Let's say I have a species similar to human, as sort of New Humanity. The only thing that separates them from humanity is their subspecies: the Sublorans. They have multiple animalistic features that separate them from the other subspecies. Most of the features that separate them are easily explained except for one: tails. As far as I am aware, there exists no species where one subspecies has a tail and another does not. Could a subspecies with this biological trait exist while the other lacks it? What evolution would support it? If so, how could it?

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    $\begingroup$ Manx cats don't have tails ... $\endgroup$ – άλεξ μιζέρια Jul 6 '16 at 1:32
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    $\begingroup$ nope , it's a naturally occurring mutation $\endgroup$ – άλεξ μιζέρια Jul 6 '16 at 2:38
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    $\begingroup$ Don't forget that every single vertebrate species ultimately comes from ancerstors that had tails. At some point before speciation, we have subspecies. So... $\endgroup$ – Renan Jul 6 '16 at 2:46
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    $\begingroup$ So? Evolutionary self selection - a concentrated enough population starts to seek out "tailed individuals" to breed with as either a status or beauty symbol and the dominant gene spreads in the population. Viola, humans with tasks via self selective breeding. $\endgroup$ – Isaac Kotlicky Jul 6 '16 at 4:06
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    $\begingroup$ Evolution doesn't work on what is logical and has reason. Evolution is just what works survives and what doesn't just dies. If a population decides the tail doesn't fit their idea of beauty then people with tails will have harder time mating and in the end tailed people from this population will completely disappear. Because any individual who can't procreate is either just wasted flesh for evolution or a pawn of society. $\endgroup$ – άλεξ μιζέρια Jul 6 '16 at 13:28

There is nothing strange or unusual about either having or not having a tail, It's just another anatomical feature which may be more or less useful for its survival. What makes a subspecies is that it has anatomical features or structures different from the species proper. The presence or absence of a tail would qualify. Subspecies can be interbreed which the tailed and non-tailed members of the two subspecies can have offspring who may or may not be tailed depending on the sort of genes involved.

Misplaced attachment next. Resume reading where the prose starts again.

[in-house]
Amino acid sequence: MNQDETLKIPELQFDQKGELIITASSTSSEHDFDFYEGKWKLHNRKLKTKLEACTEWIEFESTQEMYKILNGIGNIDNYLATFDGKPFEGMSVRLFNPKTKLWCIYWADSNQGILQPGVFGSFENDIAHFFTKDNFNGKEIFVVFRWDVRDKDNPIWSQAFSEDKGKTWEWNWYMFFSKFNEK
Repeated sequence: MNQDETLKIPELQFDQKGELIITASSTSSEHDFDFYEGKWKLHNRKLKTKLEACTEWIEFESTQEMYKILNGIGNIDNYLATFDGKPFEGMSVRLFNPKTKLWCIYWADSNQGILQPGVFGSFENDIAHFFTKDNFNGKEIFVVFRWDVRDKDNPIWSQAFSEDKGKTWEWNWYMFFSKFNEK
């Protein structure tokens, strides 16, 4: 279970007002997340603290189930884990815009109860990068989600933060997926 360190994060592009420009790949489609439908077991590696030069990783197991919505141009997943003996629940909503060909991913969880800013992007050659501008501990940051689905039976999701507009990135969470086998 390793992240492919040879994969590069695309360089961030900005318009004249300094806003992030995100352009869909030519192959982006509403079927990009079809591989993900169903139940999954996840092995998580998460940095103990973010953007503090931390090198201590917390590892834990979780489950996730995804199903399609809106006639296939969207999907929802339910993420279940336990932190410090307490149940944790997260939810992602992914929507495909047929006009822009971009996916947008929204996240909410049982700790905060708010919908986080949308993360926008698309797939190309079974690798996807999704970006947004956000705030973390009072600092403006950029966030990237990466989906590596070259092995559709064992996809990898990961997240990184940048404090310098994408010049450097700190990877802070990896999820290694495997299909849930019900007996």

If your tailed subspecies arose through normal human evolution it can be expected they arose from the same common ancestor out of which Homo sapiens sapiens (us) and Neanderthals sprang. This would be roughly one hundred thousand years ago or possibly earlier if subspeciation occurred before that. The Neanderthals later vanished. This leaves modern humanity and its tailed subspecies as the prevailing hominids on the planet. This is nothing but normal evolution in action.

Humans are one of the thirteen or so primate species and there is wide range of differences between primates. Chimpanzees and monkeys have tails. Gorillas do not. I have assumed the tails aren't that big, but size isn't the question. A tail might simply be a differentiating feature of a subspecies. There is absolutely no special reason why it exists. Sure sexual selection might play a role. That drove the evolution of the male peacock's magnificent tail. An explanation, evolutionary or otherwise, is not required for a tailed human subspecies.

One aspect of your question puzzles me considerably. You refer to a New Humanity and at the same time there is a tailed subspecies. I'm not sure if the tailed subspecies, the Sublorans, are a subspecies of the New Humanity or they are just a subspecies of human beings and they evolved alongside our human evolution.

If your New Humanity is truly new, namely, that it arose, say, recently, then how it arose recently will a major impact on what was responsible for having a tailed subspecies of the human species. For example, if this New Humanity was produced by genetic engineering, then its tailed subspecies could be nothing more than having the genes for a tail reactivated as a side-effect of the genetic engineering to create New Humanity.

  • $\begingroup$ The Neanderthals later vanished YMMV. There's evidence of neanderthal DNA in modern humans, which implies a lot of shagging had been going on, so it's maybe more of a merger. $\endgroup$ – AmiralPatate Jul 6 '16 at 13:51
  • $\begingroup$ @AmiralPatate Citation needed. While I could agree some people feel like neanderthals they are not $\endgroup$ – TrEs-2b Jul 6 '16 at 16:58
  • $\begingroup$ 13! there are dozens of primate species! There are more than 13 genus' you mean right? Also chimps do not have tails, no great ape does. $\endgroup$ – TrEs-2b Jul 6 '16 at 17:00
  • $\begingroup$ @TrEs-2b The problems of quoting from memory. I couldn't even remember which primates had tails or not. Yes Neanderthal DNA is present in modern humans, however the Neanderthal phenotype is no longer with us. $\endgroup$ – a4android Jul 7 '16 at 4:38

Humans are (rarely) born with tails See this medical paper. The tails are usually surgically removed. So if your Sublorans possess a mutation that means tails are much more common than they are in the real world, and a culture which doesn't want those tails to be surgically removed, then yes it is quite possible.

The tails mentioned above don't do anything. They are not like the tails of Old World Monkeys and lemurs (used for balance) or like the tails of New World Monkeys (prehensile and used as an extra limb when climbing). If you want your tail to be functional rather than 'decorative' I think you'll have to handwave some genetic engineering into your Sublorans' ancestors.


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